Even Emperor Nero is to be found among the admirers of Greece, making him one of the major looters of Greek art to adorn the eternal city. He did not shy away from directing his attention towards Delphi from where he took 500 bronze statues and Olympia where he monopolized an unspecified number of statues. Also, on his list is a particularly fine Eros by Lysippos taken from Thespiae that was, later on, destroyed by a fire in Rome. Strangely enough, he left Athens untouched but rampaged through the cities of Asia Minor instead. He concentrated on masterpieces created by artists like Phidias, Praxiteles, and Cephisodotus. Among his masterpieces, the most famous were the Apollo Belvedere, the Borghese Gladiator, and a Venus. With the end of Roman power, the import and looting of Greek art came to a halt.

By this time, the Byzantine Empire took over and Constantine the Great in 324 AD inverted the inflow of art by bringing all the treasures from Rome to Constantinople. Under one of his successors, the pagan Julian the Apostate, we know that the temple of Apollo at Didyma and the sanctuary of Demeter at Eleusis were restored.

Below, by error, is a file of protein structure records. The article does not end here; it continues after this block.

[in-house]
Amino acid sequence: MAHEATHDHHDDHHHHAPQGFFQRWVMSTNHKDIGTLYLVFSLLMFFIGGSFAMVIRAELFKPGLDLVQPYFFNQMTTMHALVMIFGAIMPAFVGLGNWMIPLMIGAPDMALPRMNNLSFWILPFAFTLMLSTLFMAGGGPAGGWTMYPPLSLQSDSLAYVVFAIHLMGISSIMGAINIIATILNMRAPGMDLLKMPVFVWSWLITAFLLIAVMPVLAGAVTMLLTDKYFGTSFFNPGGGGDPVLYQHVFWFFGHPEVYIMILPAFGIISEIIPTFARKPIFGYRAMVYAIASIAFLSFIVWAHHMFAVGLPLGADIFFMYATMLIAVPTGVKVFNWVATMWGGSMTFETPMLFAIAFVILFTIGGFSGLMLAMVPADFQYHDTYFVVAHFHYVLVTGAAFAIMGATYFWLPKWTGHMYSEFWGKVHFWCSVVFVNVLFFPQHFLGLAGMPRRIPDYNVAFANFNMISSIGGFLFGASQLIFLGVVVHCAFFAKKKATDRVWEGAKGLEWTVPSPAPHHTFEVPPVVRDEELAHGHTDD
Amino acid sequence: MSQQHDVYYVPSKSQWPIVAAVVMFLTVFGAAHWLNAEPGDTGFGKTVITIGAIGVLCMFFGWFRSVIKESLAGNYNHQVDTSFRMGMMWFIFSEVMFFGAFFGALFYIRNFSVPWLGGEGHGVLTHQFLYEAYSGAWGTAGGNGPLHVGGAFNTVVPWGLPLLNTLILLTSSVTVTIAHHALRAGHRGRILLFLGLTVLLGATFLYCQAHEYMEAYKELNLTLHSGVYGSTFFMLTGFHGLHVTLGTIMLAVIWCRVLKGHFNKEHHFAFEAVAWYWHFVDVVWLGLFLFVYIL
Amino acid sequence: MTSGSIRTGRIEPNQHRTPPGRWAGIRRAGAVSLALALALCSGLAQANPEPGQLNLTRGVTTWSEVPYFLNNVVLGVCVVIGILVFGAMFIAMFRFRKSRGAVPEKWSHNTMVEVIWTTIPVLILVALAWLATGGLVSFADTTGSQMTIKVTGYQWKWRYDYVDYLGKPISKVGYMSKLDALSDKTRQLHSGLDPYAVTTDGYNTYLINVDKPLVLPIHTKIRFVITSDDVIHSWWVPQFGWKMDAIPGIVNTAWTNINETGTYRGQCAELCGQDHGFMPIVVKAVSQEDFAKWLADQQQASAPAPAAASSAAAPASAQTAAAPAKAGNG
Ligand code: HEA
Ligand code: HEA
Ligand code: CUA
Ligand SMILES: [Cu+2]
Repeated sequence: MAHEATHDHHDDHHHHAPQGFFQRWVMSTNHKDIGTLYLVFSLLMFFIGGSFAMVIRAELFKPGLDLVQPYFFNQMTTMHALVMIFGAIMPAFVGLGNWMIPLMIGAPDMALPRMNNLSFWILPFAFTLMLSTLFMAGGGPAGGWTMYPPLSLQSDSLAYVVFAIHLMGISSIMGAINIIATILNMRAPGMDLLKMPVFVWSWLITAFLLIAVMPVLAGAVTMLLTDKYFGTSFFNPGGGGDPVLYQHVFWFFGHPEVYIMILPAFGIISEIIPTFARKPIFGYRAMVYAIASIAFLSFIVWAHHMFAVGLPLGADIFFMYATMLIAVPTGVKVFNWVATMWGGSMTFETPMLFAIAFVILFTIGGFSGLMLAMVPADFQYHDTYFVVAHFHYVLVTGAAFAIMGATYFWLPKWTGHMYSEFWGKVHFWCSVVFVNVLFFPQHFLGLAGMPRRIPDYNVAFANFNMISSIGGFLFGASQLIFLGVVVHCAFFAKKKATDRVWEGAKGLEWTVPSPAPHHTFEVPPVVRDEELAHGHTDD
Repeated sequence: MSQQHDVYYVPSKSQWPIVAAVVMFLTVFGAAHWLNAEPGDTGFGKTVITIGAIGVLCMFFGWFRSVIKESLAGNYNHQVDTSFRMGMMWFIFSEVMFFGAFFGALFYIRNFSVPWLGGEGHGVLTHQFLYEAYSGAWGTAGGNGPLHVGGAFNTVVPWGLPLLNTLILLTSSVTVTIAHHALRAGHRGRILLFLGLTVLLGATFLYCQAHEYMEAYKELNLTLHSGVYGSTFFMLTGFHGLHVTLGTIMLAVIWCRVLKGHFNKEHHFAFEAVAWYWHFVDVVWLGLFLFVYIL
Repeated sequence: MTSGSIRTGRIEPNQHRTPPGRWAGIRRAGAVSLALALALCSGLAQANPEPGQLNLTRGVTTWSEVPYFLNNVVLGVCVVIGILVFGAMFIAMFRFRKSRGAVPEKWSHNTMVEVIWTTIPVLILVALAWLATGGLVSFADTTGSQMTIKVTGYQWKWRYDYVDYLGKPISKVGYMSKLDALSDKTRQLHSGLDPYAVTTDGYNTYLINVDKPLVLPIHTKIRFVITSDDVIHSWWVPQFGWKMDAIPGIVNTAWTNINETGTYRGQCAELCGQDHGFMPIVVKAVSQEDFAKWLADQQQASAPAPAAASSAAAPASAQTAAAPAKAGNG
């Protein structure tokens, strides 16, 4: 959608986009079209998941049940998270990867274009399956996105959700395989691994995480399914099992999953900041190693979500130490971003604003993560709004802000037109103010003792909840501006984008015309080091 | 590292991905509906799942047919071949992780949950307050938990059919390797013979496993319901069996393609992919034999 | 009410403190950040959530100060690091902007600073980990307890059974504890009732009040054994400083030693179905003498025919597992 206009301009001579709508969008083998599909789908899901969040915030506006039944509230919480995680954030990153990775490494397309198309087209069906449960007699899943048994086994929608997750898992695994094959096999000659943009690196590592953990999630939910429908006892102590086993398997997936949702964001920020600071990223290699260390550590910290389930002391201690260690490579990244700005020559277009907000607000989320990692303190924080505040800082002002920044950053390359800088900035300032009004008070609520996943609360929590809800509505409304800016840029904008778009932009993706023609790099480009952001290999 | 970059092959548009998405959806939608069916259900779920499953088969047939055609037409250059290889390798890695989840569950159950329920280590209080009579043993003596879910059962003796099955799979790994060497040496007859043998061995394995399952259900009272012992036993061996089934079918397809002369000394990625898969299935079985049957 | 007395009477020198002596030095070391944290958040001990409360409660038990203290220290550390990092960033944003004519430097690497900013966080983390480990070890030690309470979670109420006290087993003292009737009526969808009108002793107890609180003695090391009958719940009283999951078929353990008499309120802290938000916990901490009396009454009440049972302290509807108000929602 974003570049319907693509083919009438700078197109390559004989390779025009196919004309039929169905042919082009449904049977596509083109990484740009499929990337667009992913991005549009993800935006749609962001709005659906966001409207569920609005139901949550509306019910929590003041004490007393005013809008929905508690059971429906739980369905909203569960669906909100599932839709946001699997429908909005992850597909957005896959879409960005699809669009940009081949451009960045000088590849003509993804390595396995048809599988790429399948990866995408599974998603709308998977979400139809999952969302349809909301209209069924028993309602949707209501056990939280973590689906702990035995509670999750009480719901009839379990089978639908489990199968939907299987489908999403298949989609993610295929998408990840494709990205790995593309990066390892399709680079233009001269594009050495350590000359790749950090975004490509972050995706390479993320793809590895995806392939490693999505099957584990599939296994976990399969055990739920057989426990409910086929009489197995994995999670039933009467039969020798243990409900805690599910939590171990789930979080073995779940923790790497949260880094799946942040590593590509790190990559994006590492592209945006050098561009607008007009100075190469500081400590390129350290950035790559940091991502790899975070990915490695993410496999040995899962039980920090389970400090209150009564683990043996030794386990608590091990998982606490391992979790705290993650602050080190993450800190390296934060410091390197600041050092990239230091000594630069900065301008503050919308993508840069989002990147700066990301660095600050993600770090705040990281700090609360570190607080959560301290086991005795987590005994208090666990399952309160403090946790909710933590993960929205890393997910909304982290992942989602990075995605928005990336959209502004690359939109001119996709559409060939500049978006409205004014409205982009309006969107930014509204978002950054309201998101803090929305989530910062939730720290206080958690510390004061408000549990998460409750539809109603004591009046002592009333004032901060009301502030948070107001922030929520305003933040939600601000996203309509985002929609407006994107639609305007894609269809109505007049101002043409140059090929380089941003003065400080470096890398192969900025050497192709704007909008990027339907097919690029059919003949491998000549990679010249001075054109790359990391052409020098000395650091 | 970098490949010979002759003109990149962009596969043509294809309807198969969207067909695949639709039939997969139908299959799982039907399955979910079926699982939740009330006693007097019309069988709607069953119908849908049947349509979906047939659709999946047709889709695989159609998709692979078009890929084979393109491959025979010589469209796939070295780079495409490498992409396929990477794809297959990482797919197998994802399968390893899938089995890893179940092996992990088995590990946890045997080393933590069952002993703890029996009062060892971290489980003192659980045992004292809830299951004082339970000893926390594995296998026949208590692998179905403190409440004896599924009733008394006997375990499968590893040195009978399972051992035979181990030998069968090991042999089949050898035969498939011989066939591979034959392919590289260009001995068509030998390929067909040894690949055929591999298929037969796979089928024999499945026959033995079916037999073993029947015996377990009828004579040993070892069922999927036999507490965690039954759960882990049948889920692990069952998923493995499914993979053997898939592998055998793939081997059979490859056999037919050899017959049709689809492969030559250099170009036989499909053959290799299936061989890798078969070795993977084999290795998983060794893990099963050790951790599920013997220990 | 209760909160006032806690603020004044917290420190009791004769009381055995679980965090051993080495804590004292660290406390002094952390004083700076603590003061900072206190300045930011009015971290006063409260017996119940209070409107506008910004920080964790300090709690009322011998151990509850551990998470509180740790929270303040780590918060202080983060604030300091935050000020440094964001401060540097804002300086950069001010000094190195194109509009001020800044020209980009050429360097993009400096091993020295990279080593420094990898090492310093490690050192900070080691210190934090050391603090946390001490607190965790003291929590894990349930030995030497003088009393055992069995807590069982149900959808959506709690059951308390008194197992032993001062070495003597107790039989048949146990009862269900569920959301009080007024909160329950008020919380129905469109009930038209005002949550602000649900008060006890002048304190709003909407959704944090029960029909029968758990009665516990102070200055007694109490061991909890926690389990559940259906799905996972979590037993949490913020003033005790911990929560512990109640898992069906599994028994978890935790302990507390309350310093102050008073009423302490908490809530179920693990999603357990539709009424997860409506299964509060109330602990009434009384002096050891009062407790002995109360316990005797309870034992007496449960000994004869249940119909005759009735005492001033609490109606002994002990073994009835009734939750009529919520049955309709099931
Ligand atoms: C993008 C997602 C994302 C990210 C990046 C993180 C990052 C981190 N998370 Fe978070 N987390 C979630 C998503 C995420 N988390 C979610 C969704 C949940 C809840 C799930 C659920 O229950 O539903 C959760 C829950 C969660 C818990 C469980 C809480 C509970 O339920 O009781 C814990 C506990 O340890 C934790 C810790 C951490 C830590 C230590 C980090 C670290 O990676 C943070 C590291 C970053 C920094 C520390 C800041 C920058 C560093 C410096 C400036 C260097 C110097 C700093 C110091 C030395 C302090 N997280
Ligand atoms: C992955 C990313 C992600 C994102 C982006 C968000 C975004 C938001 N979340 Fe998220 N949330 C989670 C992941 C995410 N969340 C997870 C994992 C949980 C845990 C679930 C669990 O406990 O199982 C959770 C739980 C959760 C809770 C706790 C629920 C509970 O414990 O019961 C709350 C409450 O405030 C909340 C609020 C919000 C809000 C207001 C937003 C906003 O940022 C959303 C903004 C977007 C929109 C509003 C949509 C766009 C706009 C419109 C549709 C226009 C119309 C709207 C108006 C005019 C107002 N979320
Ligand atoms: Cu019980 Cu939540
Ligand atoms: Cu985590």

The sack of Rome by the Visigoths in 395 was devastating, and many works of art found their way to Constantinople. The ruthless rampage of the barbarians spread as quick as a wildfire and it was at this period that the great chryselephantine statue of Zeus that Phidias made for the temple of Zeus in Olympia was saved at the last moment and transferred to the Palace of Lausus in Constantinople (to be ultimately destroyed by fire in the first half of the 5th century AD). Soon more selected gem pieces joined this collection to include the Athena of Lindos from the 4th century BC, the famous Aphrodite from Cnidos created by Praxiteles, and the Hera from Samos made by Lysippos. Constantine also brought a porphyry column from Delphi to ornate his Forum, while his Senate was enhanced by the statue of Zeus from Dodona and two statues of Pallas Athena. Bellerophon slaying the Chimera was brought in from either Great Antioch or Corinth; the Fortune of the City exchanged the Forum in Rome for Constantinople together with a statue of the Sun God from Phrygia.